The opinion of the court was delivered by: J. CURTIS JOYNER
Before us today is the motion for summary judgment filed by the plaintiff, Nationwide Property and Casualty Insurance Company ("Nationwide"), in this declaratory judgment action. Nationwide seeks a declaration that it is under no duty to indemnify or defend Defendant Feryo Hearing Aid Service, Inc. ("Feryo") in a suit that is currently pending in the Philadelphia County Court of Common Pleas. For the reasons that follow, the motion for summary judgment will be granted.
The undisputed facts in this case are as follows. Nationwide issued a commercial general liability policy ("the policy") to Feryo covering the period from December 15, 1991 to December 15, 1992. In January of 1994, Joyce Schwartz, a former Feryo employee, filed a wrongful termination suit against Feryo in the Philadelphia County Court of Common Pleas ("the Schwartz suit"), alleging that she had been fired on August 17, 1992, in retaliation for her intention to report Feryo's allegedly unlawful business activities to state and federal authorities. In her complaint, Ms. Schwartz alleged that "as a direct result of the willful, wanton, reckless, careless and negligent acts of the Defendant corporation, acting as aforesaid, Plaintiff has suffered severe emotional and psychological distress, discomfort, embarrassment, injury, pain and suffering." On January 13, 1995, Nationwide filed a complaint in this Court pursuant to our diversity jurisdiction seeking a declaration that it is under no duty to defend or indemnify Feryo in the Schwartz suit. After Feryo submitted an answer to the complaint, Nationwide filed this summary judgment motion, arguing that the Schwartz suit does not trigger its contractual duty to defend or indemnify Feryo.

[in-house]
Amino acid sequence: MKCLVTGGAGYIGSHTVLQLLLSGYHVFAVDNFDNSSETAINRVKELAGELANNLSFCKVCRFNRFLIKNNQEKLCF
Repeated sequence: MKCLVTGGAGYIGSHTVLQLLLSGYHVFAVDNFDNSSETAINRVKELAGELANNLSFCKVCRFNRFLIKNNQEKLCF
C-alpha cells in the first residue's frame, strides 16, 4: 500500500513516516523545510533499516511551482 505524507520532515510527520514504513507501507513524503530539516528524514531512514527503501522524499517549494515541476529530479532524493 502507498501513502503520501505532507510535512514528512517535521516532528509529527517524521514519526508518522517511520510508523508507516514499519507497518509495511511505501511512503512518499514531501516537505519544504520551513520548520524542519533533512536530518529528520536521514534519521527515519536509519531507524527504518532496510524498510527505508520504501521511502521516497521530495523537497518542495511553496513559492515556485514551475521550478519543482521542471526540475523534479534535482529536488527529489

The provisions of the policy at issue read as follows:
We [Nationwide] will pay those sums that the insured becomes legally obligated to pay as damages because of "bodily injury" . . . to which this insurance applies. We will have the right and the duty to defend any "suit" seeking those damages. . . . This insurance applies to "bodily injury" . . . only if the "bodily injury" . . . is caused by an "occurrence" that takes place in the "coverage territory."
"Bodily injury" is defined in the policy as "bodily injury, sickness or disease sustained by a person, including death resulting from any of these at any time." An "occurrence" under the policy is "an accident, including continuous or repeated exposure to substantially the same general harmful conditions."
A. Summary Judgment Standard